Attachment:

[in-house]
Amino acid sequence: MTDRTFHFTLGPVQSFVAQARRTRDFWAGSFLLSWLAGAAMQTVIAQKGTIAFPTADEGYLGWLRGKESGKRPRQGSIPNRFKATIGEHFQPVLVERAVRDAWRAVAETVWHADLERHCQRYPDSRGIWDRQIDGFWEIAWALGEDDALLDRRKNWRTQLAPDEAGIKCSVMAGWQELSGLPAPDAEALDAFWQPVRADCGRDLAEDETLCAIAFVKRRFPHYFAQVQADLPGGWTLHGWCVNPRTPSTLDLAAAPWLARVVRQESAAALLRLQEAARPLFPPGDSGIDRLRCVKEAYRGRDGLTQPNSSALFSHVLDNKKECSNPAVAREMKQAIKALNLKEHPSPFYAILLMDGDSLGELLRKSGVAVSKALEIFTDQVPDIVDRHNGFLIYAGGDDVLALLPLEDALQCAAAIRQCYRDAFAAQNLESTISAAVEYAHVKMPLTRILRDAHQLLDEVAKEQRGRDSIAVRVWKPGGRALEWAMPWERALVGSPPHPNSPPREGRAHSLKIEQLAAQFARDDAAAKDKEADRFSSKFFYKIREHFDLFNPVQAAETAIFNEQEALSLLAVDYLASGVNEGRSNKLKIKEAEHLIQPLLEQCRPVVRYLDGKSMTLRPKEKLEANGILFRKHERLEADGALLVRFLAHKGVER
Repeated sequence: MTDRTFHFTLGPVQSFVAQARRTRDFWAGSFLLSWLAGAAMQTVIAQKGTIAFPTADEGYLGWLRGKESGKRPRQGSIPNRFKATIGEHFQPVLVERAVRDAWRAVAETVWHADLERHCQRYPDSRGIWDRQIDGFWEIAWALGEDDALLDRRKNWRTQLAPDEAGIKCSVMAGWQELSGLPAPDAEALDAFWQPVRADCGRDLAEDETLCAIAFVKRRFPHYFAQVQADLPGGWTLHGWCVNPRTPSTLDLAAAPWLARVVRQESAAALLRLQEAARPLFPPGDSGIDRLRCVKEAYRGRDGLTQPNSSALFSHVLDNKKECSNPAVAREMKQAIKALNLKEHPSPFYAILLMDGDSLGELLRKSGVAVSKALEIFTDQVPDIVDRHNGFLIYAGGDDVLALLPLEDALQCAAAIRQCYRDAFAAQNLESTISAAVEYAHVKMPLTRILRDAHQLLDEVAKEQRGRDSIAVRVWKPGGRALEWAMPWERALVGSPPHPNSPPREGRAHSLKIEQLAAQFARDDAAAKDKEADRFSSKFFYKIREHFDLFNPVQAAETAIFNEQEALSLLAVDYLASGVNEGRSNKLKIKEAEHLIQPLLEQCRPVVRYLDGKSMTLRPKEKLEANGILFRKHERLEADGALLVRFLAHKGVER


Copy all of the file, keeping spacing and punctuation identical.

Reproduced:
[in-house]
Amino acid sequence: MTDRTFHFTLGPVQSFVAQARRTRDFWAGSFLLSWLAGAAMQTVIAQKGTIAFPTADEGYLGWLRGKESGKRPRQGSIPNRFKATIGEHFQPVLVERAVRDAWRAVAETVWHADLERHCQRYPDSRGIWDRQIDGFWEIAWALGEDDALLDRRKNWRTQLAPDEAGIKCSVMAGWQELSGLPAPDAEALDAFWQPVRADCGRDLAEDETLCAIAFVKRRFPHYFAQVQADLPGGWTLHGWCVNPRTPSTLDLAAAPWLARVVRQESAAALLRLQEAARPLFPPGDSGIDRLRCVKEAYRGRDGLTQPNSSALFSHVLDNKKECSNPAVAREMKQAIKALNLKEHPSPFYAILLMDGDSLGELLRKSGVAVSKALEIFTDQVPDIVDRHNGFLIYAGGDDVLALLPLEDALQCAAAIRQCYRDAFAAQNLESTISAAVEYAHVKMPLTRILRDAHQLLDEVAKEQRGRDSIAVRVWKPGGRALEWAMPWERALVGSPPHPNSPPREGRAHSLKIEQLAAQFARDDAAAKDKEADRFSSKFFYKIREHFDLFNPVQAAETAIFNEQEALSLLAVDYLASGVNEGRSNKLKIKEAEHLIQPLLEQCRPVVRYLDGKSMTLRPKEKLEANGILFRKHERLEADGALLVRFLAHKGVER
Repeated sequence: MTDRTFHFTLGPVQSFVAQARRTRDFWAGSFLLSWLAGAAMQTVIAQKGTIAFPTADEGYLGWLRGKESGKRPRQGSIPNRFKATIGEHFQPVLVERAVRDAWRAVAETVWHADLERHCQRYPDSRGIWDRQIDGFWEIAWALGEDDALLDRRKNWRTQLAPDEAGIKCSVMAGWQELSGLPAPDAEALDAFWQPVRADCGRDLAEDETLCAIAFVKRRFPHYFAQVQADLPGGWTLHGWCVNPRTPSTLDLAAAPWLARVVRQESAAALLRLQEAARPLFPPGDSGIDRLRCVKEAYRGRDGLTQPNSSALFSHVLDNKKECSNPAVAREMKQAIKALNLKEHPSPFYAILLMDGDSLGELLRKSGVAVSKALEIFTDQVPDIVDRHNGFLIYAGGDDVLALLPLEDALQCAAAIRQCYRDAFAAQNLESTISAAVEYAHVKMPLTRILRDAHQLLDEVAKEQRGRDSIAVRVWKPGGRALEWAMPWERALVGSPPHPNSPPREGRAHSLKIEQLAAQFARDDAAAKDKEADRFSSKFFYKIREHFDLFNPVQAAETAIFNEQEALSLLAVDYLASGVNEGRSNKLKIKEAEHLIQPLLEQCRPVVRYLDGKSMTLRPKEKLEANGILFRKHERLEADGALLVRFLAHKGVER